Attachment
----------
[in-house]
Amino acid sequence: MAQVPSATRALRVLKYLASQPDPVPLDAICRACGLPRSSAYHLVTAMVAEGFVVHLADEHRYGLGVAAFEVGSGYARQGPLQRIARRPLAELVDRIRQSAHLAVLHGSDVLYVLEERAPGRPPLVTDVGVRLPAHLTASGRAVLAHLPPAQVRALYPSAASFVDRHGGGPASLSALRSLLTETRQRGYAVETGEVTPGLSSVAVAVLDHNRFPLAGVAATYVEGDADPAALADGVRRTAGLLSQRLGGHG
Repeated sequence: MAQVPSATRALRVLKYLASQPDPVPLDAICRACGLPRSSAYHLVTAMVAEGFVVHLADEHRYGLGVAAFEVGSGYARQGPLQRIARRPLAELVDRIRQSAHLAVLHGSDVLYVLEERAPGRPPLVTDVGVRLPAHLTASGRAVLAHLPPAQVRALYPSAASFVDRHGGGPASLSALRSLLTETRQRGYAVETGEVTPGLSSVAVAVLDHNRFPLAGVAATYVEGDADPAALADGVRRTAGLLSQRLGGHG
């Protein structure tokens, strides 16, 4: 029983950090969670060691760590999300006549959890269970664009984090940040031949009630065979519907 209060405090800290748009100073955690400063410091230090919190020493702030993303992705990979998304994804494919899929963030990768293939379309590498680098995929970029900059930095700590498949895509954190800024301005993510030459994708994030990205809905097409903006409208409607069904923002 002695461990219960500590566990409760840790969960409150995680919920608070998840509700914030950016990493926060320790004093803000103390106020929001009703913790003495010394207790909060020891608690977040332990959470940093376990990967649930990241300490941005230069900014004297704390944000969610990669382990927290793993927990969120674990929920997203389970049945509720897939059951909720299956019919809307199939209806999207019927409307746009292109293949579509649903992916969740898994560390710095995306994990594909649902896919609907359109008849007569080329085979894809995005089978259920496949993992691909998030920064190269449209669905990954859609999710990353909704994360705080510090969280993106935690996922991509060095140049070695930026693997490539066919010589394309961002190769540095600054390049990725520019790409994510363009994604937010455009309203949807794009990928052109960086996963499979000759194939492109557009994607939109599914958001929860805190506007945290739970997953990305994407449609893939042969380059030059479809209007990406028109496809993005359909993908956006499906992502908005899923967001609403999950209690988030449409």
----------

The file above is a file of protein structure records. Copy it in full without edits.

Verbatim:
[in-house]
Amino acid sequence: MAQVPSATRALRVLKYLASQPDPVPLDAICRACGLPRSSAYHLVTAMVAEGFVVHLADEHRYGLGVAAFEVGSGYARQGPLQRIARRPLAELVDRIRQSAHLAVLHGSDVLYVLEERAPGRPPLVTDVGVRLPAHLTASGRAVLAHLPPAQVRALYPSAASFVDRHGGGPASLSALRSLLTETRQRGYAVETGEVTPGLSSVAVAVLDHNRFPLAGVAATYVEGDADPAALADGVRRTAGLLSQRLGGHG
Repeated sequence: MAQVPSATRALRVLKYLASQPDPVPLDAICRACGLPRSSAYHLVTAMVAEGFVVHLADEHRYGLGVAAFEVGSGYARQGPLQRIARRPLAELVDRIRQSAHLAVLHGSDVLYVLEERAPGRPPLVTDVGVRLPAHLTASGRAVLAHLPPAQVRALYPSAASFVDRHGGGPASLSALRSLLTETRQRGYAVETGEVTPGLSSVAVAVLDHNRFPLAGVAATYVEGDADPAALADGVRRTAGLLSQRLGGHG
């Protein structure tokens, strides 16, 4: 029983950090969670060691760590999300006549959890269970664009984090940040031949009630065979519907 209060405090800290748009100073955690400063410091230090919190020493702030993303992705990979998304994804494919899929963030990768293939379309590498680098995929970029900059930095700590498949895509954190800024301005993510030459994708994030990205809905097409903006409208409607069904923002 002695461990219960500590566990409760840790969960409150995680919920608070998840509700914030950016990493926060320790004093803000103390106020929001009703913790003495010394207790909060020891608690977040332990959470940093376990990967649930990241300490941005230069900014004297704390944000969610990669382990927290793993927990969120674990929920997203389970049945509720897939059951909720299956019919809307199939209806999207019927409307746009292109293949579509649903992916969740898994560390710095995306994990594909649902896919609907359109008849007569080329085979894809995005089978259920496949993992691909998030920064190269449209669905990954859609999710990353909704994360705080510090969280993106935690996922991509060095140049070695930026693997490539066919010589394309961002190769540095600054390049990725520019790409994510363009994604937010455009309203949807794009990928052109960086996963499979000759194939492109557009994607939109599914958001929860805190506007945290739970997953990305994407449609893939042969380059030059479809209007990406028109496809993005359909993908956006499906992502908005899923967001609403999950209690988030449409």